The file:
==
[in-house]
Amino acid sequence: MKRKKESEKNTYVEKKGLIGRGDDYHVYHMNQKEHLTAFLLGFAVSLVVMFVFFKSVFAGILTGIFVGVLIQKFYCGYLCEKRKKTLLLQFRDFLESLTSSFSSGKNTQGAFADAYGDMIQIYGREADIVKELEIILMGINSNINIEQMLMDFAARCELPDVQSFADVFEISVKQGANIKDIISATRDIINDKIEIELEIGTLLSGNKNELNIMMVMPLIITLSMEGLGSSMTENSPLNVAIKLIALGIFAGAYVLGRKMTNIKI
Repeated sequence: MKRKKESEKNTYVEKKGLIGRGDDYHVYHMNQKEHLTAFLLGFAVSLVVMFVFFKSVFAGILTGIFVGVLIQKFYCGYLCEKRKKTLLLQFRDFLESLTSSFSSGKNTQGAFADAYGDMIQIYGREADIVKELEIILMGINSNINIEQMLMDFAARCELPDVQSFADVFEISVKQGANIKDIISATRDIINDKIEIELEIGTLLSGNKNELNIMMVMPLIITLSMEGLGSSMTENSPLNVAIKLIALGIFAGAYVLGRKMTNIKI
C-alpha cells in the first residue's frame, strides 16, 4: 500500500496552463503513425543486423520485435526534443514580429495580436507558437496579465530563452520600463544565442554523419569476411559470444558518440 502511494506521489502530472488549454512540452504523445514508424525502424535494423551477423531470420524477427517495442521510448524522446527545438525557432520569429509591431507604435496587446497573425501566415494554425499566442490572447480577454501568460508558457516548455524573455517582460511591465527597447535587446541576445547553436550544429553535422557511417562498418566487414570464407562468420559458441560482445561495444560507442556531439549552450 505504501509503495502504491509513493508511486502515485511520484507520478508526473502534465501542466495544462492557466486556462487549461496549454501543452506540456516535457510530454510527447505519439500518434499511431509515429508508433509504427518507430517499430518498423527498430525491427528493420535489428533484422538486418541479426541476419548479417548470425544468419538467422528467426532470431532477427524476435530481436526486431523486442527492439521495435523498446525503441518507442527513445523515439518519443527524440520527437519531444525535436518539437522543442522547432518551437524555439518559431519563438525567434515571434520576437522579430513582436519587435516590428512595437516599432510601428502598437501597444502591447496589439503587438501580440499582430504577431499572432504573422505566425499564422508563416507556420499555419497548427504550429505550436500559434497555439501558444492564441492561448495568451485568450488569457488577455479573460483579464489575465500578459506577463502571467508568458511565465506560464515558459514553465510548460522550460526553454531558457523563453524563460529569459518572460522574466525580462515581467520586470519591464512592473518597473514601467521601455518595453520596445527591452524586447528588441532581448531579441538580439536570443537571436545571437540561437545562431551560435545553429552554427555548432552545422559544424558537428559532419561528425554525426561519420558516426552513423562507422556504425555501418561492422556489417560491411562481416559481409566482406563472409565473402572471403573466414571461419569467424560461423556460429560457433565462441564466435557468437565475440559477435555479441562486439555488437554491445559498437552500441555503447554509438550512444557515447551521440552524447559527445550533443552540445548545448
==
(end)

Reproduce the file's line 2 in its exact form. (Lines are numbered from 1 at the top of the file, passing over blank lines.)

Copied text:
Amino acid sequence: MKRKKESEKNTYVEKKGLIGRGDDYHVYHMNQKEHLTAFLLGFAVSLVVMFVFFKSVFAGILTGIFVGVLIQKFYCGYLCEKRKKTLLLQFRDFLESLTSSFSSGKNTQGAFADAYGDMIQIYGREADIVKELEIILMGINSNINIEQMLMDFAARCELPDVQSFADVFEISVKQGANIKDIISATRDIINDKIEIELEIGTLLSGNKNELNIMMVMPLIITLSMEGLGSSMTENSPLNVAIKLIALGIFAGAYVLGRKMTNIKI